When it comes to qualifying for federal relief, not all disasters are created equal. Floods, yes. Epidemics, almost never. Fires, sometimes. Not since the Book of Job, it seems, have the categories of catastrophe needed so much sorting out. Provinces are lining up for money from Jean Chrétien to cope with SARS, forest fires, mad cow disease and more. He promises to help. But the question is, how much? And from which federal programs? News that Finance Minister John Manley is seeking cuts in defence, foreign aid and other normal spending signalled that the need to
Just how generous the Liberals will be remains unclear. But there are rules when it comes to tapping the core emergency plan called Disaster Financial Assistance Arrangements—though lately its guidelines have been a source of confusion. David Neville, the director of financial assistance programs, explained the fundamentals to Maclean’s. To
come up with emergency aid is causing a mad scramble in Ottawa.
begin with, Neville stresses that disasters must be sudden and unforeseeable to qualify. So a drought doesn’t count, but a flood does. Then the calamity must be severe enough to cost at least $1 dollar in “eligible costs” for every person in the province where it happens. Federal assistance can then be up to 90 per cent of this extra cost.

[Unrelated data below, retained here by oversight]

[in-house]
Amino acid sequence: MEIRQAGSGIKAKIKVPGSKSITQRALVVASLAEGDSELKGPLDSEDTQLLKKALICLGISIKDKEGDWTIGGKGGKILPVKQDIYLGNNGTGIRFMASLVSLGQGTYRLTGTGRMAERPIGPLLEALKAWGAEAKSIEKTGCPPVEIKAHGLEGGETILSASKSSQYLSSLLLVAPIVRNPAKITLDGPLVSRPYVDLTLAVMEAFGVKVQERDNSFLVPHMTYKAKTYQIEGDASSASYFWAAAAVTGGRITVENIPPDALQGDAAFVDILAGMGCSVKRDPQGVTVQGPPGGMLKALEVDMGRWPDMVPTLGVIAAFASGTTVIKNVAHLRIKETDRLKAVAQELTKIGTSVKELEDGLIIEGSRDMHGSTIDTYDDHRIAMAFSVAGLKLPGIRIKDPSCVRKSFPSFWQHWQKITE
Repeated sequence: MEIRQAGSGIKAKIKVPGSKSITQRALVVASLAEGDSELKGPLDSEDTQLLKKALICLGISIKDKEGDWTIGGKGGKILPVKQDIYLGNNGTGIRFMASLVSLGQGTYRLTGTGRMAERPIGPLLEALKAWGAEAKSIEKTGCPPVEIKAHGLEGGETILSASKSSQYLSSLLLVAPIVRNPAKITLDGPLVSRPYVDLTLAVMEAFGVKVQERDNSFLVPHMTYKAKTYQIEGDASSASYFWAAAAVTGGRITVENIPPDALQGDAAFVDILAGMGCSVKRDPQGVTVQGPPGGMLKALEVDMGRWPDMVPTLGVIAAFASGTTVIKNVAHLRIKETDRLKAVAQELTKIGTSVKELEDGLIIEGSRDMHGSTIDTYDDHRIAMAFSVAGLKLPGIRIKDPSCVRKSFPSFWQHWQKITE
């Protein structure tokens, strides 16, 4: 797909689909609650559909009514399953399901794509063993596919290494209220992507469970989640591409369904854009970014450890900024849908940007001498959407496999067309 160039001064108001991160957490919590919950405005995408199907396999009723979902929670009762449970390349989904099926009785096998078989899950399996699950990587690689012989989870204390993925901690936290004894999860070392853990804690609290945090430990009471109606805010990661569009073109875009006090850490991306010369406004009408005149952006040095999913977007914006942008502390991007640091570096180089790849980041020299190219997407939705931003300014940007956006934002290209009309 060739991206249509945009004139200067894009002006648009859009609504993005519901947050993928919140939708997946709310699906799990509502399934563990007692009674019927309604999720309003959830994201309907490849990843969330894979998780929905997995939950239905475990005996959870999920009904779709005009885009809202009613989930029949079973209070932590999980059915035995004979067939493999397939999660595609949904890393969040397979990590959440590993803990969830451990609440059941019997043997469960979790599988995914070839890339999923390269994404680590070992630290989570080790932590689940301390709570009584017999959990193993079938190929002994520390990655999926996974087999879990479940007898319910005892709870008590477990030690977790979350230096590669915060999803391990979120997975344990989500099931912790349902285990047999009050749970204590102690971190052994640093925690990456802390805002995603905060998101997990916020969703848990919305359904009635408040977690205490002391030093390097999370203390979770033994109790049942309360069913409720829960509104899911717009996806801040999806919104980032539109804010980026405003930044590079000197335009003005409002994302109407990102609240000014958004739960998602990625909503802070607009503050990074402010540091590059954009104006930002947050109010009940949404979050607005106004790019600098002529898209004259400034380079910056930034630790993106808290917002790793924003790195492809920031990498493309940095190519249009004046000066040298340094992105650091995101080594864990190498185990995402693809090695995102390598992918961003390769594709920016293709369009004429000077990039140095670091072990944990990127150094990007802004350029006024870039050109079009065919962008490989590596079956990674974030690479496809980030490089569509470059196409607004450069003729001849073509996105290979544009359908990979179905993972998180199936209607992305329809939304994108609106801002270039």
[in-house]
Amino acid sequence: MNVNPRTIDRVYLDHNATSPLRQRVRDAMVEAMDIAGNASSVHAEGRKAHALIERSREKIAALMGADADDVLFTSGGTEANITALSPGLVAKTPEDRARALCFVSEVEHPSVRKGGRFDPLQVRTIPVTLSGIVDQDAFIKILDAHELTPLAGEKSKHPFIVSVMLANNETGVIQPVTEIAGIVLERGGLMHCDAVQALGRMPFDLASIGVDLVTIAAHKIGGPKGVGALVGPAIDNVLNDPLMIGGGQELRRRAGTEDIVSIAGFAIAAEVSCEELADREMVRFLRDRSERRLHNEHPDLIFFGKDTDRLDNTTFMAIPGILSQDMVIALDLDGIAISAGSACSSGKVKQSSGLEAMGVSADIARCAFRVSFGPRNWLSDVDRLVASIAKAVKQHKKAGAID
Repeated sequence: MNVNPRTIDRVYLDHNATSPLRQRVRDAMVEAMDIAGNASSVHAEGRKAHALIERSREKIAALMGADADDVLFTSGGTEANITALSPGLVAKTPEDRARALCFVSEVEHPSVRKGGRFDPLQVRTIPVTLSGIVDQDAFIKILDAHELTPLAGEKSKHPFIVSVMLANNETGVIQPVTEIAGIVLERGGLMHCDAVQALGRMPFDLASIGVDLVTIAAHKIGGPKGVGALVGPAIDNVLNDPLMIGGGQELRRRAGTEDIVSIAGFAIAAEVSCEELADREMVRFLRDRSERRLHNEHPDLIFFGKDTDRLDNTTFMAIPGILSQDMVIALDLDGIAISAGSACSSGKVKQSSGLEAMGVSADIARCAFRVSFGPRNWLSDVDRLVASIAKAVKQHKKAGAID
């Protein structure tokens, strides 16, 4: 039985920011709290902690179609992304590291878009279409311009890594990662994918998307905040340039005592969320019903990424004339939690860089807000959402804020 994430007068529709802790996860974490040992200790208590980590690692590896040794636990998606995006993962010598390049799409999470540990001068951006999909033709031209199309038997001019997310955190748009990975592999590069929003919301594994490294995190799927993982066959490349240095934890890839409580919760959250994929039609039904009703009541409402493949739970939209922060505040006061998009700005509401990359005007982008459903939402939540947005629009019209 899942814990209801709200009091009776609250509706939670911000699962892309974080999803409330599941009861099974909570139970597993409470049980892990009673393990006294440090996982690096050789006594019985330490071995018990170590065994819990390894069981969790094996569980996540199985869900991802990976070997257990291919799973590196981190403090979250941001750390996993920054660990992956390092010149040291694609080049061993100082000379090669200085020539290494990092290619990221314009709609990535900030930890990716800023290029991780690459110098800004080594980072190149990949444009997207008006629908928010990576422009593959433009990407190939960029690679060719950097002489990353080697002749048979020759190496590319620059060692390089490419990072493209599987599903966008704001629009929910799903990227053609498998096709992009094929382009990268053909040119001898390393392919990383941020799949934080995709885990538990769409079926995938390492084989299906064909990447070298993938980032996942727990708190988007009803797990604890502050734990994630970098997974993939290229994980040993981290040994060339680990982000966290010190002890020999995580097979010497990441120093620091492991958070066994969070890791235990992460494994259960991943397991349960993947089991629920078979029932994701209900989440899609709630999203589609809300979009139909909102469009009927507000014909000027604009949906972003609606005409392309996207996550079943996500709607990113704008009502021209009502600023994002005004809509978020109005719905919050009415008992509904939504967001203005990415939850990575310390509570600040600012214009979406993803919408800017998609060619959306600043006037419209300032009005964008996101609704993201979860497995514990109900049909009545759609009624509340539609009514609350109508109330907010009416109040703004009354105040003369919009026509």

Normal provincial spending, like firefighting, doesn’t qualify. Neither does anything covered by insurance-or that should have been insured. But if a province decides to compensate small businesses for actual damage or non-insurable inventory, Ottawa will chip in. Big business, though, is out of luck—and that means no DFAA money to Ontario electricity companies for blackout damage.
DFAA dates from 1970. But the biggest payouts all came in short succession in the late nineties—Quebec’s Saguenay River flood of 1996, Manitoba’s Red River flood of1997, and the ice storm that hit Quebec, eastern Ontario and New Brunswick in 1998. Evacuations caused by forest fires are sometimes compensated, as is rebuilding roads and things like sewer lines. But Neville says health emergencies have never been considered eligible for compensation—one of the reasons for an angry standoffbetween Ontario and Ottawa over SARS compensation. Ontario wants nearly $1 billion in disaster-like relief; Ottawa is offering $250 million for specific costs.
Finally, a key program limit is that it applies to the direct cost of grappling with a disaster, not the wider economic fallout. That means no DFAA payments to cover Chinese restaurants in Toronto abandoned during the SARS scare, or fishing lodges in the B.C. Interior left empty as the forests burned. That is unless there is a huge political hue and cry. And then we’re into the Squeaky Wheel Rules of compensation that only campaigning politicians understand.
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